Earl O'Garro, the troubled insurance agent who was the target of a federal grand jury that brought an unwelcome spotlight on Hartford City Hall last year, was charged Friday in federal court with one count of wire fraud. He pleaded not guilty.
Springfield Mayor Domenic Sarno announces new police and fire department hires. Sarno said the new staff is financially sustainable because of the money MGM must pay the city as it prepares to build a casino.
Originally published on Thu November 20, 2014 6:15 pm
Counting on casino cash, the city of Springfield, Massachusetts is planning to hire more cops.
Springfield Mayor Domenic Sarno Thursday announced new police and fire department academies starting early next year. When the police cadets graduate next spring it will bring the number of uniform patrol officers in Springfield to more than 400 for the first time in two decades, according police Commissioner John Barbieri.
What if you had the ability to read the emotions, the thoughts, the concerns of your city in real time, at any time? What if you could then use that information to help your community -- to build stronger policies, and foster better relationships with those around you?
The number of college-educated people aged 25 to 34 moving to U.S. city centers has surged, up 37 percent since 2000, even while those cities’ populations have shrunk slightly, according to a report from economist Joe Cortright at City Observatory, a think tank based in Portland, Oregon.
The Hartford metro area saw a 25 percent increase of educated young adults living within three miles of its city center between 2000 and 2010, according to the think tank.
More young people are moving to the heart of cities, according to a report from think tank City Observatory. This includes cities that we usually think of as “economically troubled,” like Buffalo, Cleveland, and, yes, even Hartford. Some of these cities have been losing their overall population, but gaining in their numbers of college graduates in their 20s and 30s.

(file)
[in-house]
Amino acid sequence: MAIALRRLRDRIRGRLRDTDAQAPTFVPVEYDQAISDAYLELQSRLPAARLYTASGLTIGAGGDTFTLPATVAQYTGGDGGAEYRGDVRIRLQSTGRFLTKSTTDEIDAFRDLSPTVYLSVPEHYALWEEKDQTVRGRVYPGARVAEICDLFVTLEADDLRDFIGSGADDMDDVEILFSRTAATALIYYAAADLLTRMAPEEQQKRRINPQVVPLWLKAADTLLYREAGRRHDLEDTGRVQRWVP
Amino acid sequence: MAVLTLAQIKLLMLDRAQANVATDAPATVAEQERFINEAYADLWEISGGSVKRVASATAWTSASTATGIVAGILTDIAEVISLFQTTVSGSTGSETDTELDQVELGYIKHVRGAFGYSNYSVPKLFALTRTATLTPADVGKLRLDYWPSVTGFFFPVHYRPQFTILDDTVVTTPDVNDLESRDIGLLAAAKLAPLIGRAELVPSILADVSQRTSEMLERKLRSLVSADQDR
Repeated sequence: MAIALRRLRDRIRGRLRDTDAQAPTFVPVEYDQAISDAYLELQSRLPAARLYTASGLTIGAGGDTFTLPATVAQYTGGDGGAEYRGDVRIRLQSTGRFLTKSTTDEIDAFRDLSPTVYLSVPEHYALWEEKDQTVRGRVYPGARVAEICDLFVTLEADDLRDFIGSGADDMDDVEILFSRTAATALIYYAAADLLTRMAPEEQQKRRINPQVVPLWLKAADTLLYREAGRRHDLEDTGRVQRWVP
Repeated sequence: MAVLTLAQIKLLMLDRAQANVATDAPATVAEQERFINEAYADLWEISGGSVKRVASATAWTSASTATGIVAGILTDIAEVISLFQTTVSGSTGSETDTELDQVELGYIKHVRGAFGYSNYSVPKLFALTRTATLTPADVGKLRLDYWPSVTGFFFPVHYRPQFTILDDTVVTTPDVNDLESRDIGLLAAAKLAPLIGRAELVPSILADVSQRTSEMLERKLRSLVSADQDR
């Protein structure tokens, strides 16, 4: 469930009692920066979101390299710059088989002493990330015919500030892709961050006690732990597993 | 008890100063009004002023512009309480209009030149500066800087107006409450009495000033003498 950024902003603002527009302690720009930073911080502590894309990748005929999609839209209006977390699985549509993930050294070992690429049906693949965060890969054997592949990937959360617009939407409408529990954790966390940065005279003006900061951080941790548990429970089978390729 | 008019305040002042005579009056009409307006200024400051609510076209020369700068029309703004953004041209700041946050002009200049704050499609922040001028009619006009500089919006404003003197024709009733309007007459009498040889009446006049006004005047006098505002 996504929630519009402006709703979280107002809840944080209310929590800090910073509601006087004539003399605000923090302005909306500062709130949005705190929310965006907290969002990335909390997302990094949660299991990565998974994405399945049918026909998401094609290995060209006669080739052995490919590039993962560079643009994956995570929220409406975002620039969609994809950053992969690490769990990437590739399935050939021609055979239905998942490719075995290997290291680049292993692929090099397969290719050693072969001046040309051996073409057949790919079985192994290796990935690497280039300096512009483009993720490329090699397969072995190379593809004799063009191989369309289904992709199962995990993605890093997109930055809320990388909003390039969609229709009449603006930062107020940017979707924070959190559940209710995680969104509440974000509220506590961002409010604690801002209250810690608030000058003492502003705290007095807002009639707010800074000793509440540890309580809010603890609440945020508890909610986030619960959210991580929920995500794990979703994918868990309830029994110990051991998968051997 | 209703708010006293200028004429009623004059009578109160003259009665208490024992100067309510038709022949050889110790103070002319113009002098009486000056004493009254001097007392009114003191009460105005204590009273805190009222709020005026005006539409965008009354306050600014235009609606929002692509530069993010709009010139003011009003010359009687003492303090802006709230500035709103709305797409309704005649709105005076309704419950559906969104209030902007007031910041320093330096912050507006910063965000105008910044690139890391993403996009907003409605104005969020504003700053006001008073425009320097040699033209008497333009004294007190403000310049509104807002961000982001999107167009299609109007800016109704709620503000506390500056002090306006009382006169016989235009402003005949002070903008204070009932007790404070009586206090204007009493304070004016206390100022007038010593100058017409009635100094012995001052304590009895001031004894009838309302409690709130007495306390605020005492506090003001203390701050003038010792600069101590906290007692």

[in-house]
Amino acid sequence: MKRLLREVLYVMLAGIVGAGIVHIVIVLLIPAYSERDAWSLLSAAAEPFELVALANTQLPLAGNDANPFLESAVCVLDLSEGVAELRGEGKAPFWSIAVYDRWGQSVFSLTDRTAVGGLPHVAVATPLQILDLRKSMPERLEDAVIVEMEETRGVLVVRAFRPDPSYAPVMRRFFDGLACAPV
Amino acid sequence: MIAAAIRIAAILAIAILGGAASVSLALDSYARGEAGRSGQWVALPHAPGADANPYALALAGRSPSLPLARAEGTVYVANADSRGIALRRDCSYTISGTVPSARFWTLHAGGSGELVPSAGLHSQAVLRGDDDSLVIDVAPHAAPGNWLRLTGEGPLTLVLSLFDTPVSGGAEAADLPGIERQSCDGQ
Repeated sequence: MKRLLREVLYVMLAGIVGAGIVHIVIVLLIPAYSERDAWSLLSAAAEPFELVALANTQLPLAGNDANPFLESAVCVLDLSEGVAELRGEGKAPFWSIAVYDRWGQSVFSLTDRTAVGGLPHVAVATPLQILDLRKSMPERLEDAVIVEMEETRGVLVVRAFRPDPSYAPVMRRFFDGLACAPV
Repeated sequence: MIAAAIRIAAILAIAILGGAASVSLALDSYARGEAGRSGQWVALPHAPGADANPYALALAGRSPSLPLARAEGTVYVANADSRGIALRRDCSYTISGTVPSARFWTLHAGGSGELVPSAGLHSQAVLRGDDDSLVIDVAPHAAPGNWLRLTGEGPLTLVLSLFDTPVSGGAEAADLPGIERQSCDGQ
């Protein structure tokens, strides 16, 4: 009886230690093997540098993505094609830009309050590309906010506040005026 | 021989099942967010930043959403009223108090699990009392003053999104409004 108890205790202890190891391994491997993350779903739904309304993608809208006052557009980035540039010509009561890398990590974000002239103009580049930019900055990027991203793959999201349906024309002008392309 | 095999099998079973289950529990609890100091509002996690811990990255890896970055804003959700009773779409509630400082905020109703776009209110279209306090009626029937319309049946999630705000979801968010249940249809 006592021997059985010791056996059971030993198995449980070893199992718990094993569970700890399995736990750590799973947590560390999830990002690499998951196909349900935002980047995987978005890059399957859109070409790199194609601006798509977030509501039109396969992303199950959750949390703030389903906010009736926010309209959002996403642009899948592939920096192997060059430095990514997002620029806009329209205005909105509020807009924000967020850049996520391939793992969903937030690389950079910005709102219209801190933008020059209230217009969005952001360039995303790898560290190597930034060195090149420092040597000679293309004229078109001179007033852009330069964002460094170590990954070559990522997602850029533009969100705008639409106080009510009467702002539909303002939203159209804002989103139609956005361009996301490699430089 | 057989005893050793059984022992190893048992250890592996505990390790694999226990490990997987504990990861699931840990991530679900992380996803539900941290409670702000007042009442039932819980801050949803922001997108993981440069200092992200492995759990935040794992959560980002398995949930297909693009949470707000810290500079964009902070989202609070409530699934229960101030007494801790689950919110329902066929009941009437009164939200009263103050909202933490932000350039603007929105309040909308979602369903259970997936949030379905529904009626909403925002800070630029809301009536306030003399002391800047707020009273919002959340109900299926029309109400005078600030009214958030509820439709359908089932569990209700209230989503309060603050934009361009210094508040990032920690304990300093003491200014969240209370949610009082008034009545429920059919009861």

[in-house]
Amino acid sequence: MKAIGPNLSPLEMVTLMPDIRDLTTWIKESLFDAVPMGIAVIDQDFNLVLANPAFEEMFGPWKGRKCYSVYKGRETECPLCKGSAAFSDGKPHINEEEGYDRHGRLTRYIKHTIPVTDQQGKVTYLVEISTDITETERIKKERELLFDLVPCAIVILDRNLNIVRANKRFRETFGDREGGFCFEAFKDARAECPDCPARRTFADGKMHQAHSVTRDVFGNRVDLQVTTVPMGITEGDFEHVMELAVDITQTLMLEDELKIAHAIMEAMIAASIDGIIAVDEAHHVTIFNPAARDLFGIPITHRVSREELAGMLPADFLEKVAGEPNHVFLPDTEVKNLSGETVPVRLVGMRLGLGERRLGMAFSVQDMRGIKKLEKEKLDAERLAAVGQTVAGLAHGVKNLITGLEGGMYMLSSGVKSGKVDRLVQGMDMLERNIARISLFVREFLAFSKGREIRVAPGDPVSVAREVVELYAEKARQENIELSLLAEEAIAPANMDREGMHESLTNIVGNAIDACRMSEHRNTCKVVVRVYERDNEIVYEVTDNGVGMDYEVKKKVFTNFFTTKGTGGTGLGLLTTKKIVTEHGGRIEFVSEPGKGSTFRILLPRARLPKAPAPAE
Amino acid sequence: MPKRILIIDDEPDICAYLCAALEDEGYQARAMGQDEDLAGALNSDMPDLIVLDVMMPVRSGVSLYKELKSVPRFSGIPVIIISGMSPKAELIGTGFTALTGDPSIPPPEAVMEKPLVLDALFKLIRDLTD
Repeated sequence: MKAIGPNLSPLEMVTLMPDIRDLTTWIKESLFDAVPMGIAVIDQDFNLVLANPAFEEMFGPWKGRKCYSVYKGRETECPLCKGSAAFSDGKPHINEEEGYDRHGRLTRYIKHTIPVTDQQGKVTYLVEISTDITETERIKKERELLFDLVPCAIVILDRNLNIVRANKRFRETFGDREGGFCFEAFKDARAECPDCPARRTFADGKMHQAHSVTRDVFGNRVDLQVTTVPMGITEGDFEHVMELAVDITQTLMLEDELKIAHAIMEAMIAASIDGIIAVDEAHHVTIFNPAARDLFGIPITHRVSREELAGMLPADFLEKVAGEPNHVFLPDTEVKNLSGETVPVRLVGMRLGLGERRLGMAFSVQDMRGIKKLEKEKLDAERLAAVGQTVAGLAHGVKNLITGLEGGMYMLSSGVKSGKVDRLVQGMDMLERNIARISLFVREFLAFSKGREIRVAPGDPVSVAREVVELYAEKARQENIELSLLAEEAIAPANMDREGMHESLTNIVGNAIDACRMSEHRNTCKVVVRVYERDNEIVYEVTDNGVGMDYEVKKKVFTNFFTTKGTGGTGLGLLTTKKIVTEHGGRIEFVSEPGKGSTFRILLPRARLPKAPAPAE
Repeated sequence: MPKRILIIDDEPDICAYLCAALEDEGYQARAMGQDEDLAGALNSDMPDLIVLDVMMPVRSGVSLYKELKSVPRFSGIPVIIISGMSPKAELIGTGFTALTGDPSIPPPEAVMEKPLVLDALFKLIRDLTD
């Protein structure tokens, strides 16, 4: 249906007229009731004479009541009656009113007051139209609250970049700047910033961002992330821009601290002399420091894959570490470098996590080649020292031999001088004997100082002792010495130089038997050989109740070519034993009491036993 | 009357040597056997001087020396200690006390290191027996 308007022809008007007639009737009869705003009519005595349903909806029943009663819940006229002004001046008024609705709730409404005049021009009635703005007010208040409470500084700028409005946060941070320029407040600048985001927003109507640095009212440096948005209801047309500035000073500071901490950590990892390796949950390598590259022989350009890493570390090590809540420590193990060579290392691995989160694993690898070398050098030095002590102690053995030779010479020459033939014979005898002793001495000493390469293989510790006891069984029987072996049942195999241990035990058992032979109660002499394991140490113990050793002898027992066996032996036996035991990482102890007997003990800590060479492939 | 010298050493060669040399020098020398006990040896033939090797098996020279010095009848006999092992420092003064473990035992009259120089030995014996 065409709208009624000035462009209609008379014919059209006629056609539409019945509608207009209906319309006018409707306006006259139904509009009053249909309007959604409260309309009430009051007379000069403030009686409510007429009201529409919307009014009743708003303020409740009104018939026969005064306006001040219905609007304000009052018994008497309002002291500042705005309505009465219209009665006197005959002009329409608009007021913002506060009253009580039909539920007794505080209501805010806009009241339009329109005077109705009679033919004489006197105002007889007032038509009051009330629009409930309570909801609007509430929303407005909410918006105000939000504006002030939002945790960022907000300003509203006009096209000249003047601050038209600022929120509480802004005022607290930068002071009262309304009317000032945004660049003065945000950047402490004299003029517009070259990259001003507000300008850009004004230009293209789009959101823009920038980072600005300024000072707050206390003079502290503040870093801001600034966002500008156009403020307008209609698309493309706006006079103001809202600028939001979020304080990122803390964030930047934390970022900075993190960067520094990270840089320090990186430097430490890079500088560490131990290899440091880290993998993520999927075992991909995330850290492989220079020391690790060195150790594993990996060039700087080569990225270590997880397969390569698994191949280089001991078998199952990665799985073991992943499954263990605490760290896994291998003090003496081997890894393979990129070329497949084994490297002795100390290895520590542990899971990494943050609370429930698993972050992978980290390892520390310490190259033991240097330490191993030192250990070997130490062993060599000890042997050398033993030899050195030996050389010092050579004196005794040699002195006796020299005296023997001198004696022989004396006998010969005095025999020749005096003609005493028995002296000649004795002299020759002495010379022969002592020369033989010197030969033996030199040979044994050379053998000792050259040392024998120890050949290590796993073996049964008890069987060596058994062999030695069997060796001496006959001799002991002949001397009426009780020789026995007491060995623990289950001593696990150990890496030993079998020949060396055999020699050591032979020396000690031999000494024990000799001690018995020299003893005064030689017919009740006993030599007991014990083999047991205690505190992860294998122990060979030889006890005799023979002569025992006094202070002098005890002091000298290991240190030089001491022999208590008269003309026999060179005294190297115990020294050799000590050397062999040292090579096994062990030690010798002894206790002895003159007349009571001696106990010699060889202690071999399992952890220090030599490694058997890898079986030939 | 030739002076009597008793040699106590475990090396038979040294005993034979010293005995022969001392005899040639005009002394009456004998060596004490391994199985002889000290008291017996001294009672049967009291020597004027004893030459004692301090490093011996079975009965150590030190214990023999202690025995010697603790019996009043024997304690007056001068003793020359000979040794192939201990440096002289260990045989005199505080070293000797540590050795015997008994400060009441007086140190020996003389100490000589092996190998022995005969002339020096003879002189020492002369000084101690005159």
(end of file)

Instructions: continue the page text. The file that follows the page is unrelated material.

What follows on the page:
Originally published on Wed November 12, 2014 11:48 pm
In a head-spinning step, a handful of researchers from Cambridge, England, are experimenting with one of man's oldest building materials — the kind from trees — instead of steel as the primary structure for big buildings. And they're aiming really, really high.
Originally published on Fri November 7, 2014 4:25 pm
There is frustration and anger over a delay in rebuilding the only Catholic high school in Springfield, Massachusetts that was destroyed in the 2011 tornado.
Parents and alumnae of Cathedral High School said they were blindsided by Springfield Bishop Mitchell Rozanski’s call for more study to help him make a decision on the school’s future. Mayor Domenic Sarno said Rozanski had reneged on a pledge made by his now retired predecessor to rebuild the high school in the same neighborhood where it had stood since 1959
Originally published on Sun November 9, 2014 4:41 pm
A quarter-century after the Berlin Wall that split East and West Germany came down, German Chancellor Angela Merkel said its destruction shows that dreams can come true and "nothing has to stay as it is."
The Wall was built in 1961, closing off access to West Germany to stop people from the communist East from fleeing. The roughly finished concrete and barbed-wire structure became a potent Cold War symbol of what former British Prime Minister Winston Churchill once described as an "Iron Curtain" dividing Europe.
Originally published on Thu November 6, 2014 12:28 pm
The introduction of Las Vegas-style gambling to Massachusetts will proceed at a more rapid pace now that a major hurdle has been cleared. Voters soundly defeated a ballot question to repeal the 2011 casino law.
With the cloud of uncertainty caused by the repeal vote lifted, The Massachusetts Gaming Commission meeting in Boston Thursday voted unanimously to formally award licenses to build and operate full-scale destination casinos to MGM Resorts for the company’s Springfield project and to Wynn Resorts in greater Boston.